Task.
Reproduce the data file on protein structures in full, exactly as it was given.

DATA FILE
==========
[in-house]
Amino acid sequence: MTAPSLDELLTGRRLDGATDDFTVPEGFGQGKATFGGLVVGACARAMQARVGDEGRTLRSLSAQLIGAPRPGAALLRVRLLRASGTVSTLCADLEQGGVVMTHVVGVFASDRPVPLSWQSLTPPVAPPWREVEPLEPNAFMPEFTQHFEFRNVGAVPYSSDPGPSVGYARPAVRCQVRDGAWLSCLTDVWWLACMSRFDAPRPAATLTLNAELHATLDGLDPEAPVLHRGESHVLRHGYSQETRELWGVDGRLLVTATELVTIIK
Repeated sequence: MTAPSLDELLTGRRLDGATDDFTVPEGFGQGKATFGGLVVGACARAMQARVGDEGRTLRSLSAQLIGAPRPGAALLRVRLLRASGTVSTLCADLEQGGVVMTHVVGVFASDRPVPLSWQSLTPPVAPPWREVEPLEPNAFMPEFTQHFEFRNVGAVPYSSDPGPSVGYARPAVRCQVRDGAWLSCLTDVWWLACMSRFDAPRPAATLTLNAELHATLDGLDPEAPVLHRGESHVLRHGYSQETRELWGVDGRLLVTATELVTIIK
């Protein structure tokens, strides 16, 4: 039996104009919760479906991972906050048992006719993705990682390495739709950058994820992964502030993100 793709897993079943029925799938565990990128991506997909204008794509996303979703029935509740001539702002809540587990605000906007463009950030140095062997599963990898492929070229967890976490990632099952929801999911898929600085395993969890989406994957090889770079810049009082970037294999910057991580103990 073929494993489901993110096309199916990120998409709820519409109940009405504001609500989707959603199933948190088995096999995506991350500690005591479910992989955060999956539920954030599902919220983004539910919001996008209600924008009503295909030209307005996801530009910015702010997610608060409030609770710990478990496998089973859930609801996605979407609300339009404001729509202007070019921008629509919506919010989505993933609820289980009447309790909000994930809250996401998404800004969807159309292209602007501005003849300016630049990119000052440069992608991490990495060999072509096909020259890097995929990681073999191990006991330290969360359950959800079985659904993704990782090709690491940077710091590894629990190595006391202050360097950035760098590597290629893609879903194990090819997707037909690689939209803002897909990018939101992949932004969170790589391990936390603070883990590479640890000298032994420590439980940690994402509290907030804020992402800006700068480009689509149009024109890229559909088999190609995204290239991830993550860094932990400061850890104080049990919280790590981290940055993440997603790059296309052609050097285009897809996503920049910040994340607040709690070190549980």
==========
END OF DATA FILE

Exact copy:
[in-house]
Amino acid sequence: MTAPSLDELLTGRRLDGATDDFTVPEGFGQGKATFGGLVVGACARAMQARVGDEGRTLRSLSAQLIGAPRPGAALLRVRLLRASGTVSTLCADLEQGGVVMTHVVGVFASDRPVPLSWQSLTPPVAPPWREVEPLEPNAFMPEFTQHFEFRNVGAVPYSSDPGPSVGYARPAVRCQVRDGAWLSCLTDVWWLACMSRFDAPRPAATLTLNAELHATLDGLDPEAPVLHRGESHVLRHGYSQETRELWGVDGRLLVTATELVTIIK
Repeated sequence: MTAPSLDELLTGRRLDGATDDFTVPEGFGQGKATFGGLVVGACARAMQARVGDEGRTLRSLSAQLIGAPRPGAALLRVRLLRASGTVSTLCADLEQGGVVMTHVVGVFASDRPVPLSWQSLTPPVAPPWREVEPLEPNAFMPEFTQHFEFRNVGAVPYSSDPGPSVGYARPAVRCQVRDGAWLSCLTDVWWLACMSRFDAPRPAATLTLNAELHATLDGLDPEAPVLHRGESHVLRHGYSQETRELWGVDGRLLVTATELVTIIK
């Protein structure tokens, strides 16, 4: 039996104009919760479906991972906050048992006719993705990682390495739709950058994820992964502030993100 793709897993079943029925799938565990990128991506997909204008794509996303979703029935509740001539702002809540587990605000906007463009950030140095062997599963990898492929070229967890976490990632099952929801999911898929600085395993969890989406994957090889770079810049009082970037294999910057991580103990 073929494993489901993110096309199916990120998409709820519409109940009405504001609500989707959603199933948190088995096999995506991350500690005591479910992989955060999956539920954030599902919220983004539910919001996008209600924008009503295909030209307005996801530009910015702010997610608060409030609770710990478990496998089973859930609801996605979407609300339009404001729509202007070019921008629509919506919010989505993933609820289980009447309790909000994930809250996401998404800004969807159309292209602007501005003849300016630049990119000052440069992608991490990495060999072509096909020259890097995929990681073999191990006991330290969360359950959800079985659904993704990782090709690491940077710091590894629990190595006391202050360097950035760098590597290629893609879903194990090819997707037909690689939209803002897909990018939101992949932004969170790589391990936390603070883990590479640890000298032994420590439980940690994402509290907030804020992402800006700068480009689509149009024109890229559909088999190609995204290239991830993550860094932990400061850890104080049990919280790590981290940055993440997603790059296309052609050097285009897809996503920049910040994340607040709690070190549980």